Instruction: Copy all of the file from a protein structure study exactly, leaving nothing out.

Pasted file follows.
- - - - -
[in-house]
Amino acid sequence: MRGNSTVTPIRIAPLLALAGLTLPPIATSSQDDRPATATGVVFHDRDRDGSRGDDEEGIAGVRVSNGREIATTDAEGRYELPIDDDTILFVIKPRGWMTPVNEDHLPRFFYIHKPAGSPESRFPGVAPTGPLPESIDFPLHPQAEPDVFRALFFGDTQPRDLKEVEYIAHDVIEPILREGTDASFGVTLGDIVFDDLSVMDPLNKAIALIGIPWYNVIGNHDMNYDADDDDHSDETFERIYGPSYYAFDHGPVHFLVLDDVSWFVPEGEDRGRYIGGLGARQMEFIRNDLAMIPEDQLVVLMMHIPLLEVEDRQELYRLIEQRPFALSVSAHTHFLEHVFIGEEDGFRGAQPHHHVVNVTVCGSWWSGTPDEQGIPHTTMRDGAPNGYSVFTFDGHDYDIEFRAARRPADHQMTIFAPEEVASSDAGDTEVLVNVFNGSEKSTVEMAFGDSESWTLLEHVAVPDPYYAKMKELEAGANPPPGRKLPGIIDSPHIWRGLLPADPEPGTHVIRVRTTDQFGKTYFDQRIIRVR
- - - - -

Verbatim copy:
[in-house]
Amino acid sequence: MRGNSTVTPIRIAPLLALAGLTLPPIATSSQDDRPATATGVVFHDRDRDGSRGDDEEGIAGVRVSNGREIATTDAEGRYELPIDDDTILFVIKPRGWMTPVNEDHLPRFFYIHKPAGSPESRFPGVAPTGPLPESIDFPLHPQAEPDVFRALFFGDTQPRDLKEVEYIAHDVIEPILREGTDASFGVTLGDIVFDDLSVMDPLNKAIALIGIPWYNVIGNHDMNYDADDDDHSDETFERIYGPSYYAFDHGPVHFLVLDDVSWFVPEGEDRGRYIGGLGARQMEFIRNDLAMIPEDQLVVLMMHIPLLEVEDRQELYRLIEQRPFALSVSAHTHFLEHVFIGEEDGFRGAQPHHHVVNVTVCGSWWSGTPDEQGIPHTTMRDGAPNGYSVFTFDGHDYDIEFRAARRPADHQMTIFAPEEVASSDAGDTEVLVNVFNGSEKSTVEMAFGDSESWTLLEHVAVPDPYYAKMKELEAGANPPPGRKLPGIIDSPHIWRGLLPADPEPGTHVIRVRTTDQFGKTYFDQRIIRVR